Grandma nervously reached for her wine as I cooked (especially when I dry-retched as I stuffed the turkey), but somehow I served up a pretty decent spread. We sat down, clunked our champagne glasses and tucked in – failing to notice a forgotten pot boiling over.
Two mouthfuls in I heard the clicking noise. I left my meal and found the hob with the forgotten pot sparking. I turned it off but the sparking continued. One-by-one my family left their meals until we were all standing over the stove scratching our heads.
Always one for playing things by the book, Busy-And-Important-Husband flicked through the stove’s instructions and diagnosed a flooded starter-motor, declaring the best remedy was a hairdryer to dry it out.
“A hairdryer? You can’t be serious?” I nervously questioned.
Before I knew it, Granddad and Busy-And-Important-Husband were taking it in turns to blow my Toni and Guy full strength into the sparking hob.
“This doesn’t seem right. Are you sure we’re doing the right thing?” I implored with visions of a singed Granddad flying through the air, hairdryer still in hand.
Being Christmas Day there was no one we could call for help - well, apart from 000 of course.
“NO! You are NOT calling 000,” said Busy-And-Important-Husband at my suggestion.
“But I’m just going to ask for advice – the hair dryer thing seems a bit dodgy,” I argued.
“We’re doing exactly what the instructions said to do. DO NOT CALL 000.”
The hob kept sparking. The hair dryer kept blowing. Grandma kept drinking. My miraculous Christmas roast was now cold finger paint for my kids.
“That’s it,” I muttered to myself as I took my phone and champagne down the hallway. When I was safely out of earshot, I dialed 000.
“Emergency – police, fire or ambulance?” answered the officious voice.
“Oh, um. Well, I don’t actually need any of those. I was just wondering if I could get some advice,” I whispered into the phone.
“Police, fire or ambulance madam,” repeated the voice.
“Well, none...at the moment. You see, my stove is sparking and my father is blowing it with a hairdryer and I just wanted to get some…”
“Hold please,” said the voice.
I took a sip of my champagne.
“Fire services,” said a warmer sounding voice.
“Oh! (gulp) I’m ringing for some advice. My pot boiled over and the hob is sparking, and my father is using a hair dryer, because that’s what the instructions said, but I’m not so sure. Could I get some advice?”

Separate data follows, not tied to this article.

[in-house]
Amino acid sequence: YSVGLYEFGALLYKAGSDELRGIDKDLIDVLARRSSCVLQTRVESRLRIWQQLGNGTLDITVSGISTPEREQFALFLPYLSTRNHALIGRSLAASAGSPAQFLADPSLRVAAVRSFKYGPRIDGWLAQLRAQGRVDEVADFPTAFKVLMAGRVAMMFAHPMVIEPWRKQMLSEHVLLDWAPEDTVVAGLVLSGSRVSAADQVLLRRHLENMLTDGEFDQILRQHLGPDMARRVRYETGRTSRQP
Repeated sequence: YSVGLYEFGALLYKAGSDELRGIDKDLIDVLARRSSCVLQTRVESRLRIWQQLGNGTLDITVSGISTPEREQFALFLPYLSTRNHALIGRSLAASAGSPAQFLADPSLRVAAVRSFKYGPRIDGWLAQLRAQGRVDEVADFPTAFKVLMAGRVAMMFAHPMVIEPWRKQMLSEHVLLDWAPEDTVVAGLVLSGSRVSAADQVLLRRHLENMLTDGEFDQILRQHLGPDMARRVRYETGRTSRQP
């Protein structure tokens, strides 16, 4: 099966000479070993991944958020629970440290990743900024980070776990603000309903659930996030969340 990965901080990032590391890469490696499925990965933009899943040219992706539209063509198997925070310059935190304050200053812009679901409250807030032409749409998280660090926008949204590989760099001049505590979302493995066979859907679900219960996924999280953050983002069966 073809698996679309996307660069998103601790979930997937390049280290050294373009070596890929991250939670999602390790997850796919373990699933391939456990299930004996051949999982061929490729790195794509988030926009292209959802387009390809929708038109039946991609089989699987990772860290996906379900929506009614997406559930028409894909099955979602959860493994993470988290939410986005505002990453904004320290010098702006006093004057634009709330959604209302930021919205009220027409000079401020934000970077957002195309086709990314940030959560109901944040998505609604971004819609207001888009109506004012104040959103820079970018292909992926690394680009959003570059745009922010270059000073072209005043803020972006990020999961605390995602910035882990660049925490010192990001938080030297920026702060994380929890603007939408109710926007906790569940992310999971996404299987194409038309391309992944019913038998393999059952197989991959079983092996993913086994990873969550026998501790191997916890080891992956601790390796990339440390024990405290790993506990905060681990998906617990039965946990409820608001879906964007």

“We’ll send someone around now.”
“Really? Even though it’s Christmas Day?” I said relieved. I gave the nice man my address and trotted back down the hall, champagne held victoriously in the air.
“It’s OK everyone. Someone is coming around now to have a look.”
“Who?” said Busy-And-Important-Husband, whipping around from the stove, pointing the hairdryer at me. “You called 000 didn’t’ you?” he accused.
“Well, yes I did. But the nice man said they would send someone over just to take a look, even on Christmas Day. Isn’t that good of them? He must live locally because he said he’ll only be a few minutes.”
That’s when I heard the siren. The blood drained from my face as the wail got louder. Busy-And-Important-Husband pushed past me. “That better not be what I think it is.”
The red lights flashing through the front window confirmed his fears. “Oh my god. You can deal with this,” he said storming off.
I greeted them on the driveway – all five of them – as they grabbed their hats, and jumped off the truck.
“What’s the situation?” one of them asked.
“Oh dear. I wasn’t expecting this,” I apologized with my hand over my mouth.
All of a sudden there was flash. “Smile!” said Grandma, camera in hand. “Well, it’s not every Christmas you get a visit from the fire brigade,” she enthused.
“NE NAW NE NAW NE NAW,” screamed the kids as they ran up to the truck.
“How about you take us inside, while your mum and Larry show the kids the truck,” said the firewoman (yes, it was a woman, and she clearly felt my pain).
As the fire crew stomped in to the kitchen, Busy-And-Important-Husband tried to spontaneously combust me with his eyes. The ever-dedicated Granddad, however, was still blowing away at that hob.
“You can probably stop that now sir,” said the firewoman. Granddad reluctantly put the hairdryer down – he was clearly having the most fun he’d had for ages.
The firemen looked up, down and behind the stove, twiddled a few knobs, and then like magic, the sparking slowed down…and then stopped.
“What was it?” I asked them.
“Not sure really. But it seems to have stopped now. Could have been the hairdryer,” one of them shrugged. Granddad smiled to himself.
“Say cheese!” said Grandma with her camera. “The kids are having a lovely time out on the truck,” she giggled.
“I’m so sorry to waste your time, especially on Christmas Day,” I said, nearly crying with embarrassment. I offered them some beers, which they dutifully turned down. Grandma took one more photo for prosperity and I pried my kids off their truck. The story is now family history.
Grandma is proud of her pictorial account of the day, Granddad’s eyebrows stayed in tact, Busy-And-Important-Husband eventually spoke to me again, and now every Christmas the kids ask when the fire engine will arrive, because that’s what happens on Christmas Day – well, at our house anyway.
|"Can I just have some advice on this hob here please?"|
|"Bye! Thanks for coming! See you next year!"|